Desertion: A Formalist Analysis

In Clifford D. Simak’s short story Desertion, an interesting turn of events happens near the end of the plot. Towser, the protagonist’s loyal dog, convinces him to never again return to the Dome. It is interesting because Towser is used as a symbolism of man’s naivety and inadequacy when compared to Lopers, and when he is given the chance to be a supreme being, to be understood and to understand the things he has never understood before, he decides to stay in his Jovian form instead of returning to the Dome to be a dog once again. Later on, Kent Fowler, the protagonist ultimately decides to do the same thing. He doesn’t turn back.

Aside from symbolism, another literary device used in Desertion is in medias res, wherein the story begins in the midst of action. Kent Fowler has already sent out four men to explore Jupiter, and he is about to send out another man. Through the narration, the reader is given an idea of what already happened before the story even began. For instance, “It was formula, of course. The other four had been told the same thing, but they had gone,” tells the reader that conflicts have already occurred prior to the story.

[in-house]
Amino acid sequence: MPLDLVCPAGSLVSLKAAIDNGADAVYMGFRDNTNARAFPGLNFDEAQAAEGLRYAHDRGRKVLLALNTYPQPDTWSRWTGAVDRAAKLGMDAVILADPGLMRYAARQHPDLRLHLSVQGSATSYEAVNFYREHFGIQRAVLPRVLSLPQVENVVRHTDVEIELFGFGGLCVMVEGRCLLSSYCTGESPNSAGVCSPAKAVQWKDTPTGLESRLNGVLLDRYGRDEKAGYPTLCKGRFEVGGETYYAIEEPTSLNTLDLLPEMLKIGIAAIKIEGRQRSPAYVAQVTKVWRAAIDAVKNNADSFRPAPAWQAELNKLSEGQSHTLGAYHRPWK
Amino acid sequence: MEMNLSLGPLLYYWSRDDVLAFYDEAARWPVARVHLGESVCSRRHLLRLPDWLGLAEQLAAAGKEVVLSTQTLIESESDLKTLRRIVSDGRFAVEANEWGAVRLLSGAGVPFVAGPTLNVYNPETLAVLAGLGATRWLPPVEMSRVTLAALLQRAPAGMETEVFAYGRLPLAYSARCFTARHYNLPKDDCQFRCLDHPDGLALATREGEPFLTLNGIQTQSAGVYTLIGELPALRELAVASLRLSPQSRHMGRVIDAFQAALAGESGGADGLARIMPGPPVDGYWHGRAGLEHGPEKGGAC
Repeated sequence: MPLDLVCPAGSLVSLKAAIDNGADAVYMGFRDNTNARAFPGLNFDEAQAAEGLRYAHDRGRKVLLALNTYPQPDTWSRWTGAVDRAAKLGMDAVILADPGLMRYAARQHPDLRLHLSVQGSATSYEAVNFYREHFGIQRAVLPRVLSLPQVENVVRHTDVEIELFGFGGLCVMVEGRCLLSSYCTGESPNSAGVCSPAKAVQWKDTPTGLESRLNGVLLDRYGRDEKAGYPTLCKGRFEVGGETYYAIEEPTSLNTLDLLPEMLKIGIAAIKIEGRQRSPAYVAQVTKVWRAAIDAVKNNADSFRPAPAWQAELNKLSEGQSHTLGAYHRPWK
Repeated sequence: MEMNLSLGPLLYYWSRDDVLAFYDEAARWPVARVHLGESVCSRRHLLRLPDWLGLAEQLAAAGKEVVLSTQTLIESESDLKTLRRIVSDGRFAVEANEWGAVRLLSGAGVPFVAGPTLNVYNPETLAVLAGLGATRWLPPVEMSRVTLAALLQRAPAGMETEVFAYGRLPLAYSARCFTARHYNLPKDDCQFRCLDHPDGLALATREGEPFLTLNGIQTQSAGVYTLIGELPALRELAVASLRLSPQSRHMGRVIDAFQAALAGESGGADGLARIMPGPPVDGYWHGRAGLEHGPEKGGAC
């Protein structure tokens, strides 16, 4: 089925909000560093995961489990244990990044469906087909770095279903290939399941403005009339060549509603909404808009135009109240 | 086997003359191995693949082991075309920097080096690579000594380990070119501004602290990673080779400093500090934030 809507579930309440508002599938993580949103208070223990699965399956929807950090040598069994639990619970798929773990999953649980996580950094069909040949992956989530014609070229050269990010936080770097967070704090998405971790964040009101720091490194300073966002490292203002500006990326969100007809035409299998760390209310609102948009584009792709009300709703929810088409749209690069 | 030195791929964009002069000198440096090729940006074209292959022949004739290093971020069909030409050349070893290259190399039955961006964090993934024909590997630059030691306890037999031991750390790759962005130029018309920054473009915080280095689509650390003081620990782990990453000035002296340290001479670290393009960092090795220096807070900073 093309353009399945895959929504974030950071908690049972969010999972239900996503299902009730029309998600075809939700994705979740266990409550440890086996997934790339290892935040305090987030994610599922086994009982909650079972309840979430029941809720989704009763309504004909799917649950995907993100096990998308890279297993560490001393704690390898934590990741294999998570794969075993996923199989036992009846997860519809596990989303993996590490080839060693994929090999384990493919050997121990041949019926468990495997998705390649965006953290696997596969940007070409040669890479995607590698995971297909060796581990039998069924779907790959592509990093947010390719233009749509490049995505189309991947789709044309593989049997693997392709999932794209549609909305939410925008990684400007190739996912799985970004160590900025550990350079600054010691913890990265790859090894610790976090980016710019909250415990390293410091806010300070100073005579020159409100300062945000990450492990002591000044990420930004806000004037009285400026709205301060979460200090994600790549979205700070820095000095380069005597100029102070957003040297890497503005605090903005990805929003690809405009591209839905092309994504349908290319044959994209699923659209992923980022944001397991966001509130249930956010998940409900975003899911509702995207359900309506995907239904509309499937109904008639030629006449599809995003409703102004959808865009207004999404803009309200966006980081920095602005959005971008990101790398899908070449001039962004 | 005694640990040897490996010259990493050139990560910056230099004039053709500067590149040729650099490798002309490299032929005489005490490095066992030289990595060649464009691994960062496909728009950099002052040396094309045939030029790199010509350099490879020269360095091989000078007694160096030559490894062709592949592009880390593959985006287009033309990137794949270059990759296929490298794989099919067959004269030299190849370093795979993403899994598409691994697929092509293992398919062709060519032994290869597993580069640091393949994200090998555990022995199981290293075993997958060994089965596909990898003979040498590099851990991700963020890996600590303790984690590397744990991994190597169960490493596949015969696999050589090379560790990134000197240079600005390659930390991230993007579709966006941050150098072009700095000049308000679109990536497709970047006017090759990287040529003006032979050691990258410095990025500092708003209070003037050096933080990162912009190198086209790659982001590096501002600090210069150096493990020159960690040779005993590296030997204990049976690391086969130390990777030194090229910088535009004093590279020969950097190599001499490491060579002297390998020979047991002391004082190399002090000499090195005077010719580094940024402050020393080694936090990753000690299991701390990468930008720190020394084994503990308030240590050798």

Desertion was written when the formalist theory was gaining popularity, so it seems fitting to use this literary theory to analyze the story. The protagonist, Kent Fowler, has sent five men “into the howling maelstrom that is Jupiter” and they all have failed to return to the Dome. Fowler then starts to fear that inhabiting Jupiter is a task inconceivable to man, and he wishes to never again send another person out to explore the unforgiving planet. He is constrained by biological parameters, unable to understand the beauty of the planet, and only sees it as an ugly and wrathful place. Unbeknownst to him, the five missing men are not lost but are found; they have discovered knowledge wider and deeper than mankind’s. Fowler’s narrow perception of the planet, as well as the naivety that comes with man’s desire to discover, reflects mankind’s superiority complex, thinking that our species is better than Lopers, that we have the right to probe and examine them for our benefit, that it is our duty to take over their planet, and that we have the capacity to understand everything that we don’t know. These, of course, are not the case. Only after Fowler has been converted into a Loper does he learn about the things that he never knew as a man. Like the five men before him, he wishes to never return to the Dome again.

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